I have wanted one of these for a while, and finally grabbed one on ebay. You see slews of 40s and 75s on ebay, but not too many of these. It has the 75mm f/4.5 anastigmatic varex coated lens. It has the geared focusing system, similar to the kodak reflex. The quality is on par with the Japanese TLRs of the same era.
... Early Argoflexes had a plastic body, I suppose .... Can you say an estimate when it is built? ...
Reiska, the Argoflex E, 1941-1948, was bakelite. It had coupled focusing, stops and several shutter speeds, but no flash sync.
The Argoflex II (shortlived with a malfunctioning frame counter) and Argoflex EM 1947-1948 were metal.
The Argoflex EF (1948-1951) was metal, now with a hot shoe for flash.
The Argoflex 40 (1951-1954) was plastic and the beginning of the end - uncoupled focusing, fewer stops, shutter just instant and bulb.
Subsequent versions were simple plastic, instant, fixed focus cameras in fancy dress.
The Varex lens was used from 1941 to 1954, then discontinued. I got interested in the Argoflexes on account of the Varex name of the lens. You may be familiar with the trouble that Ihagee had with their Exakta Varex cameras in the USA from 1950 onwards, Argus having already registered the name by 1941.
I didn't get anywhere with how the name was coined by Argus and by Ihagee (an inspired guess is that Ihagee were thinking of VARiabel EXakta, i.e. the exchangeable viewfinders). The trail has gone cold. Conspiracy theorists might like to note that Ihagee registered a US patent in 1941 for "a reflex camera with detachable camera hoods", but the name Varex doesn't appear in it.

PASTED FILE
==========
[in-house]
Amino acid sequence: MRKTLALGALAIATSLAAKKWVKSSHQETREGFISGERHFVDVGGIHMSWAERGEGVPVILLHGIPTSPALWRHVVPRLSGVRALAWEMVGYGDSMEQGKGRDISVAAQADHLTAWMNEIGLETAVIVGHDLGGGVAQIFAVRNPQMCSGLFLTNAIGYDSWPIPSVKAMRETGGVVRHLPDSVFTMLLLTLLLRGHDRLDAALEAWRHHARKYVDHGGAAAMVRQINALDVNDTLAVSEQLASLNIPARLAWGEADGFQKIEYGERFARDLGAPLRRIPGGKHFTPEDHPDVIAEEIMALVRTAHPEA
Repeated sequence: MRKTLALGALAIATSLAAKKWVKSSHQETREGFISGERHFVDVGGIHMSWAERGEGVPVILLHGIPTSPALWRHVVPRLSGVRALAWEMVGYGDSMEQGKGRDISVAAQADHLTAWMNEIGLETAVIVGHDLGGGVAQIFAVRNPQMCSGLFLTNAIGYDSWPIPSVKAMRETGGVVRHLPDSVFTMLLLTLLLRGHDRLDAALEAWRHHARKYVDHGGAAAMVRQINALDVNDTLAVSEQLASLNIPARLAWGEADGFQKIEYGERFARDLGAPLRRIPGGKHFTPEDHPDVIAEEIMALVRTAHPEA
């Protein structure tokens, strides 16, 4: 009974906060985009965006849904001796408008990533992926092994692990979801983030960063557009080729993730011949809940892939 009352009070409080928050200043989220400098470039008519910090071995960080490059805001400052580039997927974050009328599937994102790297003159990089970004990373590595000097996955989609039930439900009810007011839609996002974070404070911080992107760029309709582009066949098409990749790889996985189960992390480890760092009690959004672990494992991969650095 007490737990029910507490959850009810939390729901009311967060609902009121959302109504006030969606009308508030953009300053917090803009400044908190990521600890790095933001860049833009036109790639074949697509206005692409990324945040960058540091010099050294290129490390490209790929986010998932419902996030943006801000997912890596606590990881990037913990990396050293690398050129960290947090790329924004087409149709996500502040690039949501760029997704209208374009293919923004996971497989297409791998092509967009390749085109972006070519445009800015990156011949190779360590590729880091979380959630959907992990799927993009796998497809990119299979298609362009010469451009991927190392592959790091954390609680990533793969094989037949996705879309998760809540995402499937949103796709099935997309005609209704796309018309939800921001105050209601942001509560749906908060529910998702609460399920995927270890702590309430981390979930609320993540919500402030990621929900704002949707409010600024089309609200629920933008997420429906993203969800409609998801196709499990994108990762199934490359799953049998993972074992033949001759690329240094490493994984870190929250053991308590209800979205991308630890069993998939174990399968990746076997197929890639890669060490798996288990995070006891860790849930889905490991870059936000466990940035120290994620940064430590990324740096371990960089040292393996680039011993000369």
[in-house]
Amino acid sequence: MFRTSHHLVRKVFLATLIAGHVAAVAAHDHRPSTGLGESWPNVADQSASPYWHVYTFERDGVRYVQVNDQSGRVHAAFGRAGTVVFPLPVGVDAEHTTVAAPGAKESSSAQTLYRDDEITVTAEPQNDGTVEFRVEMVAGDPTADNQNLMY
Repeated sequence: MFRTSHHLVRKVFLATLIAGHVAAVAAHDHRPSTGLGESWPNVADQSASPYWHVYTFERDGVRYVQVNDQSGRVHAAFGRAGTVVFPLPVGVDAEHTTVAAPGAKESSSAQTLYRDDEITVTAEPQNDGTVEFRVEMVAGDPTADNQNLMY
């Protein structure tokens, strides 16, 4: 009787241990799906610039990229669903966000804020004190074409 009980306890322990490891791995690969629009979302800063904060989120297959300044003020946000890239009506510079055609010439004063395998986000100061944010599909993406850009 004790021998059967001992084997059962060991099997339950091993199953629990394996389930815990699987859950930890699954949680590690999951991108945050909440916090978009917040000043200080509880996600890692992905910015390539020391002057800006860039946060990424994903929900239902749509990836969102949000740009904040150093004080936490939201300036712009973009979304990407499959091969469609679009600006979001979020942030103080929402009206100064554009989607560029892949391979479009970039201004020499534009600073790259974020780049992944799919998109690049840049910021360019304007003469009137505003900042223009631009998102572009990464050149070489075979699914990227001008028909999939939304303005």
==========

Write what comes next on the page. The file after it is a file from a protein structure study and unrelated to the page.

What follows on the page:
Anyway, Alex, enjoy your Argoflex, and if you prowl around those sites maybe you'll get a date for it. You say the lens is coated, so that should put it in the late 1940s at the earliest, one of the last Argoflex E, or the EM if it's metal, or EF if it has flash sync.
The first real camera I used as a 13 year old was my father's Argoflex E. I bought one cheap some years ago simply as a souvenir, but the bakelite is so chipped that it obviously would have light leaks all over. As I recall, I had some nice slides from Dad's camera.
I'm looking for a good EM or EF now. I'd like to play with it for old times sake and they are cheap enough to allow that.
Good luck with yours,
Remember the old press photographer's advice: "f8 and be there."